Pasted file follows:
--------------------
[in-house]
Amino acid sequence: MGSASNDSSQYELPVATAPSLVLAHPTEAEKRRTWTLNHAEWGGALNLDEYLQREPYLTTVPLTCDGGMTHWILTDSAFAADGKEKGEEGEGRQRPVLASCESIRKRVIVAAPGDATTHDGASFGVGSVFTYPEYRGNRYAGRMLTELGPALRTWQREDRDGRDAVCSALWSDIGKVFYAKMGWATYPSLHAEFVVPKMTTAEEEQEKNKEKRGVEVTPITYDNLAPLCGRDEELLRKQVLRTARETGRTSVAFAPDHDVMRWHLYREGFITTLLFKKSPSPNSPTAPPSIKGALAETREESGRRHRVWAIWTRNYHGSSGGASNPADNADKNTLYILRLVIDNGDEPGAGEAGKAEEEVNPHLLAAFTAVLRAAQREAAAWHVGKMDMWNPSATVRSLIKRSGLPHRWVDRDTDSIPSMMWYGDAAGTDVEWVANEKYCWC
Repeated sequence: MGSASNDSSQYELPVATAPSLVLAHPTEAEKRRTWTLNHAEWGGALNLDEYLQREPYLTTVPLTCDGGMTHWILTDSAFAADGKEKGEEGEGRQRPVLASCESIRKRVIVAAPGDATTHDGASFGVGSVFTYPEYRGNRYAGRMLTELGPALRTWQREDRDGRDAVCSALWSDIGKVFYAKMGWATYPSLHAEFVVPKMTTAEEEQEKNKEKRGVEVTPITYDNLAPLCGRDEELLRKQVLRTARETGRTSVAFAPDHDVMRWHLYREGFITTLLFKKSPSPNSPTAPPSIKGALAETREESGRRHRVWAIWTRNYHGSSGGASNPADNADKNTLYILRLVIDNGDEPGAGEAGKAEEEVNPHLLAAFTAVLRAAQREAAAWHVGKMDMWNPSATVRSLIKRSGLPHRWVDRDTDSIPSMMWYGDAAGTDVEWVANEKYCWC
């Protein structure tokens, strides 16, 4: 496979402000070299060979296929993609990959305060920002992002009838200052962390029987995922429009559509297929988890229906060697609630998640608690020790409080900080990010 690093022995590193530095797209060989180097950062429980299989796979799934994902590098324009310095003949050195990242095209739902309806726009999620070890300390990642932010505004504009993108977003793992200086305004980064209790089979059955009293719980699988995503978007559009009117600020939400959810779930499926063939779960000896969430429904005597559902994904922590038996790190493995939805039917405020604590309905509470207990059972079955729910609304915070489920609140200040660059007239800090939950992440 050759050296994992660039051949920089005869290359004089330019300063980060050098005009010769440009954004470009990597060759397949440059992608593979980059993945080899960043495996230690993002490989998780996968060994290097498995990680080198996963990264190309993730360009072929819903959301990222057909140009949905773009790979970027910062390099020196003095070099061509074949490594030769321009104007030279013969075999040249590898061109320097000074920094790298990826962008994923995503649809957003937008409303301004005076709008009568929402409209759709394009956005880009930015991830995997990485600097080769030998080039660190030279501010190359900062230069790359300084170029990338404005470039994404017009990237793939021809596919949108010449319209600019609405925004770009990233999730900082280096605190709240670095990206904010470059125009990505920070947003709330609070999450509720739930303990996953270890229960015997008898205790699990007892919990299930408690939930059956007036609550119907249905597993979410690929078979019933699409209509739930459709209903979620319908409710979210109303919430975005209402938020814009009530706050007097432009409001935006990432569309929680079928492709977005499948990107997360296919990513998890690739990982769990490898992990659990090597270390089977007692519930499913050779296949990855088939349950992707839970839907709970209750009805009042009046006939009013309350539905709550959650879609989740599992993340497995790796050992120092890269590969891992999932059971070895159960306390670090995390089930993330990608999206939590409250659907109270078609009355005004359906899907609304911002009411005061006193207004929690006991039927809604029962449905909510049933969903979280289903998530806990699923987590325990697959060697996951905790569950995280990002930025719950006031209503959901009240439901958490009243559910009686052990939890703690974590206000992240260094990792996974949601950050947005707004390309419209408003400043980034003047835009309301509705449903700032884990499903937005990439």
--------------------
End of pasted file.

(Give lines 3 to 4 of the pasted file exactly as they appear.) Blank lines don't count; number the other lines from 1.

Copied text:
Repeated sequence: MGSASNDSSQYELPVATAPSLVLAHPTEAEKRRTWTLNHAEWGGALNLDEYLQREPYLTTVPLTCDGGMTHWILTDSAFAADGKEKGEEGEGRQRPVLASCESIRKRVIVAAPGDATTHDGASFGVGSVFTYPEYRGNRYAGRMLTELGPALRTWQREDRDGRDAVCSALWSDIGKVFYAKMGWATYPSLHAEFVVPKMTTAEEEQEKNKEKRGVEVTPITYDNLAPLCGRDEELLRKQVLRTARETGRTSVAFAPDHDVMRWHLYREGFITTLLFKKSPSPNSPTAPPSIKGALAETREESGRRHRVWAIWTRNYHGSSGGASNPADNADKNTLYILRLVIDNGDEPGAGEAGKAEEEVNPHLLAAFTAVLRAAQREAAAWHVGKMDMWNPSATVRSLIKRSGLPHRWVDRDTDSIPSMMWYGDAAGTDVEWVANEKYCWC
């Protein structure tokens, strides 16, 4: 496979402000070299060979296929993609990959305060920002992002009838200052962390029987995922429009559509297929988890229906060697609630998640608690020790409080900080990010 690093022995590193530095797209060989180097950062429980299989796979799934994902590098324009310095003949050195990242095209739902309806726009999620070890300390990642932010505004504009993108977003793992200086305004980064209790089979059955009293719980699988995503978007559009009117600020939400959810779930499926063939779960000896969430429904005597559902994904922590038996790190493995939805039917405020604590309905509470207990059972079955729910609304915070489920609140200040660059007239800090939950992440 050759050296994992660039051949920089005869290359004089330019300063980060050098005009010769440009954004470009990597060759397949440059992608593979980059993945080899960043495996230690993002490989998780996968060994290097498995990680080198996963990264190309993730360009072929819903959301990222057909140009949905773009790979970027910062390099020196003095070099061509074949490594030769321009104007030279013969075999040249590898061109320097000074920094790298990826962008994923995503649809957003937008409303301004005076709008009568929402409209759709394009956005880009930015991830995997990485600097080769030998080039660190030279501010190359900062230069790359300084170029990338404005470039994404017009990237793939021809596919949108010449319209600019609405925004770009990233999730900082280096605190709240670095990206904010470059125009990505920070947003709330609070999450509720739930303990996953270890229960015997008898205790699990007892919990299930408690939930059956007036609550119907249905597993979410690929078979019933699409209509739930459709209903979620319908409710979210109303919430975005209402938020814009009530706050007097432009409001935006990432569309929680079928492709977005499948990107997360296919990513998890690739990982769990490898992990659990090597270390089977007692519930499913050779296949990855088939349950992707839970839907709970209750009805009042009046006939009013309350539905709550959650879609989740599992993340497995790796050992120092890269590969891992999932059971070895159960306390670090995390089930993330990608999206939590409250659907109270078609009355005004359906899907609304911002009411005061006193207004929690006991039927809604029962449905909510049933969903979280289903998530806990699923987590325990697959060697996951905790569950995280990002930025719950006031209503959901009240439901958490009243559910009686052990939890703690974590206000992240260094990792996974949601950050947005707004390309419209408003400043980034003047835009309301509705449903700032884990499903937005990439």